Let $\{f_n\}_{n\in \mathbb N}$ be a sequence of uniformly convergent functions on the interval [0,1]. Find the limit of the following integral: $$\lim_{n\to \infty} \int_0^1nf_n(t)e^{-nt}\,dt$$

Here is my thought process so far. In isolation l'hospital's rule would indicate that $\lim_{n\to \infty} \frac{n}{e^{nt}}$ would tend to zero, and so I expect that this exponential term will be more dominating.

Normally Lebesgue's Dominated convergence theorem (or at the very least his monotone convergence theorem) would allow us to say that this uniformly convergent sequence of functions would converge to f...however I am guessing the surrounding terms sufficiently mess this up to the point where we no longer have convergence. My guess is the point of this question is to prove that this is the case.

We know that $\lim_{n\to \infty}\{f_n\}_{n\in \mathbb N}$ is measurable, but If I can show that $g_n= \frac{n}{e^{nt}}$ is not measurable for $t\in[0,1]$ (because it tends to zero), then can I say this limit does not exist? I'm pretty confused, as is abundantly clear hahahaha.

  • 1
    $\begingroup$ Note that $\int_0^1 ne^{-nt} f(t) \, dt = \int_0^\infty e^{-u} f(u/n) \mathbf{1}_{[0,n]} \, du \to f(0)$ by the DCT for continuous $f$. What other conditions on $f_n$ might you have? $\endgroup$
    – RRL
    Oct 28, 2020 at 5:00
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    $\begingroup$ If the $f_n$ are continuous, then so is $f$ and $f_n(u/n) \to f(0)$ -- when there is uniform convergence. $\endgroup$
    – RRL
    Oct 28, 2020 at 5:08
  • $\begingroup$ That is a very clever thing to notice! However, I don't think it lines up with what I am supposed to be learning from this question. I'll update my attempt soon, but I'm working more with the Lebesgue definition of the integral and some basic convergence theorems... $\endgroup$
    – Chair
    Oct 28, 2020 at 5:13
  • $\begingroup$ This can be the Lebesgue integral. Just with $f$ instead of $f_n$ the limit may not exist if $ \lim_{z \to 0+} f(z)$ does not exist. So I'm wondering if you are missing some assumptions. Why only the very strong assumption of uniform convergence? $\endgroup$
    – RRL
    Oct 28, 2020 at 5:17
  • $\begingroup$ they are continuous! I'm sure your answer is correct, but I wonder if there is a way that follows more from the definitions and does not rely on a transform...just to help me understand it in terms of the fundamentals. I also think, part of it is to show the limitations behind EVEN uniform convergence...maybe(?) $\endgroup$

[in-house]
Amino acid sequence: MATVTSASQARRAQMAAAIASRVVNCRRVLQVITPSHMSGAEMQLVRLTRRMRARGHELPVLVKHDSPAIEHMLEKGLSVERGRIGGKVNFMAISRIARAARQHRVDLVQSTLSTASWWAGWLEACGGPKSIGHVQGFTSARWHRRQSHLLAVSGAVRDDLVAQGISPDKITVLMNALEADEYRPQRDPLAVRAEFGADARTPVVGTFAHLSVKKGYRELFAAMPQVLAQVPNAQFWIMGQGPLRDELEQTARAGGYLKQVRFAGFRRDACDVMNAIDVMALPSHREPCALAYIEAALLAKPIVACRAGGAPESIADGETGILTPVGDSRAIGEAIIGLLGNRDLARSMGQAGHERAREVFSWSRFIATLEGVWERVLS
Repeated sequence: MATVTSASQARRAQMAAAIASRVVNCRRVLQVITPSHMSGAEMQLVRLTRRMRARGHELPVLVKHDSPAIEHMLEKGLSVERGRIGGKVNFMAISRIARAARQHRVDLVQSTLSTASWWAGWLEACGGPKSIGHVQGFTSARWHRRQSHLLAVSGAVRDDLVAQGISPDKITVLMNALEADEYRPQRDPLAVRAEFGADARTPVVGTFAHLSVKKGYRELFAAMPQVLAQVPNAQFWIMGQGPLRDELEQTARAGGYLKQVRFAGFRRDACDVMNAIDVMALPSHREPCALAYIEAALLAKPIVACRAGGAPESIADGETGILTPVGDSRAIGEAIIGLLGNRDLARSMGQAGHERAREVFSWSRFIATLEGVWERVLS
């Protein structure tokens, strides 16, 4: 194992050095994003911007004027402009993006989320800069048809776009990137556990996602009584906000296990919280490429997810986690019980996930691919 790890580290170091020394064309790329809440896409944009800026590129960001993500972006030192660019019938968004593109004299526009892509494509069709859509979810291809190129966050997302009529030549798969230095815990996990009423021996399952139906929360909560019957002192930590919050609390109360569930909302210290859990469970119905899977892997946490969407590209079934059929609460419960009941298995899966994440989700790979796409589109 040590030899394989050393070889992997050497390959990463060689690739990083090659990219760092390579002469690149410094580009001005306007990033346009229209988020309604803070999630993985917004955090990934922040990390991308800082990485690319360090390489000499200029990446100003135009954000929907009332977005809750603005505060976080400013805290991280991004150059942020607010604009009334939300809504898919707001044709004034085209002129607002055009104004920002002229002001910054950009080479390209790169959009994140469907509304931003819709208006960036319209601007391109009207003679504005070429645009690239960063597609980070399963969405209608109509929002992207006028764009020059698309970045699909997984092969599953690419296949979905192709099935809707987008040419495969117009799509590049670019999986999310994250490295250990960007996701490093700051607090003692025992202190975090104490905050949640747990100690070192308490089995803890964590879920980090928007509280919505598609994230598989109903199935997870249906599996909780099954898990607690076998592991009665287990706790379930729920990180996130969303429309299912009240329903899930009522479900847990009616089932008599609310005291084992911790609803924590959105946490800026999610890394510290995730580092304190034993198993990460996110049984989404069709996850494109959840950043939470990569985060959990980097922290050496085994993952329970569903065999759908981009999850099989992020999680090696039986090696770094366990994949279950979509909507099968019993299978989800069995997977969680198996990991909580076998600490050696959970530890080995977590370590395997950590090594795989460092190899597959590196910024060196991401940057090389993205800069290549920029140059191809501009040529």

– Chair
    Oct 28, 2020 at 5:47

1 Answer 1


Let $(f_n)$ be a sequence of continuous functions that converges uniformly to $f$ on $[0,1]$. By the triangle inequality, we have

$$\left|\int_0^1 n e^{-nt} f_n(t) \, dt - f(0) \right|\leqslant \left|\int_0^1 n e^{-nt} (f_n(t) - f(t)) \, dt \right|+ \left|\int_0^1 n e^{-nt} f(t) \, dt - f(0) \right|$$

For the first term on the RHS, we have

$$\left|\int_0^1 n e^{-nt} (f_n(t) - f(t)) \, dt \right| \leqslant \int_0^1 n e^{-nt}|f_n(t) - f(t)|\, dt$$

As $f_n \to f$ uniformly, for any $\epsilon > 0$ there exists $N_1 \in \mathbb{N}$ such that if $n > N_1$, then $|f_n(t) - f(t)| < \frac{\epsilon}{2}$ for all $t \in [0,1]$, and

$$\left|\int_0^1 n e^{-nt} (f_n(t) - f(t)) \, dt \right| \leqslant \frac{\epsilon}{2} \int_0^1ne^{-nt} \, dt = \frac{\epsilon}{2} (1 - e^{-n}) < \frac{\epsilon}{2} $$

Thus, for all $n > N_1$,

$$\left|\int_0^1 n e^{-nt} f_n(t) \, dt - f(0) \right|\leqslant \frac{\epsilon}{2}+ \left|\int_0^1 n e^{-nt} f(t) \, dt - f(0) \right|$$

Since $f$ is the uniform limit of a sequence of continuous functions it is continuous, and the proof given here shows there exists $N_2$ such that if $n > N_2$

$$\left|\int_0^1 n e^{-nt} f(t) \, dt - f(0) \right| < \frac{\epsilon}{2}$$

Altogether this proves that

$$\lim_{n \to \infty}\int_0^1 n e^{-nt} f_n(t) \, dt = f(0)$$


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